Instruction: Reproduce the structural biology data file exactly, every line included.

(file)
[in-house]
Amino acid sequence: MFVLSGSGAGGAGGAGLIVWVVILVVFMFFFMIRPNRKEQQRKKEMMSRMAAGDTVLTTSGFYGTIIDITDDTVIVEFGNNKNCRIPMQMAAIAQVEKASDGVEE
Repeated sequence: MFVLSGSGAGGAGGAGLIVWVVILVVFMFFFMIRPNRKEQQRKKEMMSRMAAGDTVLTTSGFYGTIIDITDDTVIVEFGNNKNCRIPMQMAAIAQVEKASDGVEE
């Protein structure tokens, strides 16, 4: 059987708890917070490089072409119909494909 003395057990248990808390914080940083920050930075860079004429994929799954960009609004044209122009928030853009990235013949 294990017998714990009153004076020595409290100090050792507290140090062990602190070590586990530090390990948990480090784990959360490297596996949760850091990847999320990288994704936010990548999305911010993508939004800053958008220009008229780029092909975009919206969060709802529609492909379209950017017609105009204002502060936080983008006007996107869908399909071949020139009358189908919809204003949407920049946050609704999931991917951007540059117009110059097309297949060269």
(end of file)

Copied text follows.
[in-house]
Amino acid sequence: MFVLSGSGAGGAGGAGLIVWVVILVVFMFFFMIRPNRKEQQRKKEMMSRMAAGDTVLTTSGFYGTIIDITDDTVIVEFGNNKNCRIPMQMAAIAQVEKASDGVEE
Repeated sequence: MFVLSGSGAGGAGGAGLIVWVVILVVFMFFFMIRPNRKEQQRKKEMMSRMAAGDTVLTTSGFYGTIIDITDDTVIVEFGNNKNCRIPMQMAAIAQVEKASDGVEE
């Protein structure tokens, strides 16, 4: 059987708890917070490089072409119909494909 003395057990248990808390914080940083920050930075860079004429994929799954960009609004044209122009928030853009990235013949 294990017998714990009153004076020595409290100090050792507290140090062990602190070590586990530090390990948990480090784990959360490297596996949760850091990847999320990288994704936010990548999305911010993508939004800053958008220009008229780029092909975009919206969060709802529609492909379209950017017609105009204002502060936080983008006007996107869908399909071949020139009358189908919809204003949407920049946050609704999931991917951007540059117009110059097309297949060269």